|Birth name||James Harold Shedd|
|Born||November 8, 1931|
|Occupation(s)||producer, industry executive|
|Years active||1958 – present|
Billy Ray Cyrus
Trent Summar & The New Row Mob
Harold Shedd (born November 8, 1931) is a music industry executive and producer, best known for his role as producer of the country group Alabama as well as Reba McEntire, Shania Twain and Toby Keith. During his career he has headed Mercury Records and Mercury's sister label, Polydor.
Life and work
Born November 8, 1931, Shedd began work in his hometown of Bremen, Georgia, where he was a member of a local band and worked in radio for fourteen years as DJ, engineer, sales manager and finally station owner. In 1972, he sold up and moved to Nashville, where by 1979 he was co-owner of the Music Mill recording studio.
Shedd was instrumental in Alabama, one of the first acts he worked with, being signed by RCA. The band’s debut single 'Tennessee River' was the first of Alabama's 21 consecutive number one hits that he produced.
Shedd also produced albums for Amie Comeaux, Roger Miller, Mel Tillis, Louise Mandrell, Dobie Gray, K. T. Oslin, Glen Campbell and Willie Nelson. While Reba McEntire had had top 10 singles, it was only with her collaboration with Shedd that she saw her first gold record, 1984’s My Kind of Country album, although the pair came into conflict over his suggestions for songs and "the sweetened arrangements he imposed on them".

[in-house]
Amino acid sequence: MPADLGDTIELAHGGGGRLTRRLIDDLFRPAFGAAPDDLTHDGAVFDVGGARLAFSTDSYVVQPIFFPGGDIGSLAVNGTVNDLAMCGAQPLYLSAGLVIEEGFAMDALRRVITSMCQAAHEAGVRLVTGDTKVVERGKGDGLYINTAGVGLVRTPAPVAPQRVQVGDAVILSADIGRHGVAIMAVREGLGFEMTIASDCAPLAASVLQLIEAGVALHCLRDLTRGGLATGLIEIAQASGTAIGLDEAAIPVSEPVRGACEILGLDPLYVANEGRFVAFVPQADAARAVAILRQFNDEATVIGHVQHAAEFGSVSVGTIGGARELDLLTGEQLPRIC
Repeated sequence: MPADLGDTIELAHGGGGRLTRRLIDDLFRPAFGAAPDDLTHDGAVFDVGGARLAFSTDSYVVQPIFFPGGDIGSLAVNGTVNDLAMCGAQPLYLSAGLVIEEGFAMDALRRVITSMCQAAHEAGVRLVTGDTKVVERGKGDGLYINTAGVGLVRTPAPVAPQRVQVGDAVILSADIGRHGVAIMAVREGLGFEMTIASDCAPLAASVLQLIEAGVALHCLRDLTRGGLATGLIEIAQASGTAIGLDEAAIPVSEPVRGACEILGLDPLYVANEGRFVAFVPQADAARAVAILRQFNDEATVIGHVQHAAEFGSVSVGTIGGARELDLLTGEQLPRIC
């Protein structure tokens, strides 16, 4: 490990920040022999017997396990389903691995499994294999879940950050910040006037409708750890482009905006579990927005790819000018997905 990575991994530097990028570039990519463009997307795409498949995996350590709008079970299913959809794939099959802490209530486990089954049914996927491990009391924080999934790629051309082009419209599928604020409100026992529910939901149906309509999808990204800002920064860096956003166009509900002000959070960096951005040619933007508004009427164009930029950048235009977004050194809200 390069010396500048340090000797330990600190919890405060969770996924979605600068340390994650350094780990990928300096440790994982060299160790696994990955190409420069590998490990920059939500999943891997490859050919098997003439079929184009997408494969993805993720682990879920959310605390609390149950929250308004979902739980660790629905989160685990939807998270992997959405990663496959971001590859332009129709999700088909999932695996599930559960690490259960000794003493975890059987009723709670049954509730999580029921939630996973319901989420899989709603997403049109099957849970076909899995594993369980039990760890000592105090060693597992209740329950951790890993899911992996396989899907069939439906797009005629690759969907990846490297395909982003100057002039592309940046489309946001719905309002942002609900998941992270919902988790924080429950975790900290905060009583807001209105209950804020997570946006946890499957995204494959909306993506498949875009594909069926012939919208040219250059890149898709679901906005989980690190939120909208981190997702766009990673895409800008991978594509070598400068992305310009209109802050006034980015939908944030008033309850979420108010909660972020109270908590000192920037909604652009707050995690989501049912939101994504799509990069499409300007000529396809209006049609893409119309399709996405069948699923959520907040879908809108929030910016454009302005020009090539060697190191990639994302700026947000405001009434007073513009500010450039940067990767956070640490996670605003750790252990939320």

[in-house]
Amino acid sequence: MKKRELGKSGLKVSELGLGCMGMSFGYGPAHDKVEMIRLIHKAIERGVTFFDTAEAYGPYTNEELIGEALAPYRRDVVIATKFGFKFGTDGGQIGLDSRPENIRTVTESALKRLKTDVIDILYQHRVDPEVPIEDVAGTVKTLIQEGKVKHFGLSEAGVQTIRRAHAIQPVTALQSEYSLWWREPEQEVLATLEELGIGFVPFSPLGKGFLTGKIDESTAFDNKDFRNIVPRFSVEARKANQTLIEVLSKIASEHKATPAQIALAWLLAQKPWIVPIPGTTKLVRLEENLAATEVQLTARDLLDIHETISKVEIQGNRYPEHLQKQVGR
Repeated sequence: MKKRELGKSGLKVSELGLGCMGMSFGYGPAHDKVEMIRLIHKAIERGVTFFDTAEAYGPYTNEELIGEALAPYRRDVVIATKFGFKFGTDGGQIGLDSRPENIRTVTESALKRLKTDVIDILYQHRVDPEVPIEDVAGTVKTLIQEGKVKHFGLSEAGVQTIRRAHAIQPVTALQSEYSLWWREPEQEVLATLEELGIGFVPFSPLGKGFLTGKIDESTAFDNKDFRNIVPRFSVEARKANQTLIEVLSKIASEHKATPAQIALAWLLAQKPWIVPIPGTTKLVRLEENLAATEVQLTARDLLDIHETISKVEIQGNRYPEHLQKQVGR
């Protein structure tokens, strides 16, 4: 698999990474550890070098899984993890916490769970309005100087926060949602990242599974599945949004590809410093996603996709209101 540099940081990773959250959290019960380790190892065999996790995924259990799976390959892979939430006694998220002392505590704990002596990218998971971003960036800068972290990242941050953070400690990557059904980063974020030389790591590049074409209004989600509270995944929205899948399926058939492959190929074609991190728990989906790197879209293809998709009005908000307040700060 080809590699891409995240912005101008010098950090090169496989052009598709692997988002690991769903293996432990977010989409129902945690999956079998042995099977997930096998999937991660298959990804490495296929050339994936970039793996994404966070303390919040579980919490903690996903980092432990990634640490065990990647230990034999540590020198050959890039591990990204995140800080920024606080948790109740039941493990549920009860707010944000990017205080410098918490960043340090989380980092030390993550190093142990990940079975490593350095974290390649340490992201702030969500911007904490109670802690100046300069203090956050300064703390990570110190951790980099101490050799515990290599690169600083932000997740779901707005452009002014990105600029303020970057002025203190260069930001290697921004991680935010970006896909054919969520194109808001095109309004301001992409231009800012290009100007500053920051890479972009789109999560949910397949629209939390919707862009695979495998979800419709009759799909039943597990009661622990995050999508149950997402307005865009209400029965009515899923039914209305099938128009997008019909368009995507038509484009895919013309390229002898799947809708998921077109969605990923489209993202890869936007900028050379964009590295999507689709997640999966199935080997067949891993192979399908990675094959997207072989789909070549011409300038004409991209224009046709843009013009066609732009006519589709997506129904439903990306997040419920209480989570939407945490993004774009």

In 1988 Shedd joined Mercury Polygram Records Nashville, where over the next six years, he oversaw the signing of Kentucky Headhunters, Shania Twain, Billy Ray Cyrus, Toby Keith and Kathy Mattea. In 1989 Shedd was inducted into the Georgia Music Hall of Fame.
After a period as President of Polydor Nashville, The Music Mill recording studio became the headquarters of VFR Records, owned by Shedd with partners Paul Lucks and Ed Arnold, for a time one of Nashville's more successful independent country labels, whose artists included Mark McGuinn and Trent Summar & The New Row Mob. VFR folded in 2002 due to a lack of funding.
- Miller, Zell; They Heard Georgia Singing; pub. Mercer University Press, 1996 ISBN 0-86554-504-9 p. 266-7
- Kosser, Michael, How Nashville Became Music City, U.S.A.: 50 Years of Music Row; pub. Hal Leonard Corporation, 2006 ISBN 0-634-09806-3 p. 197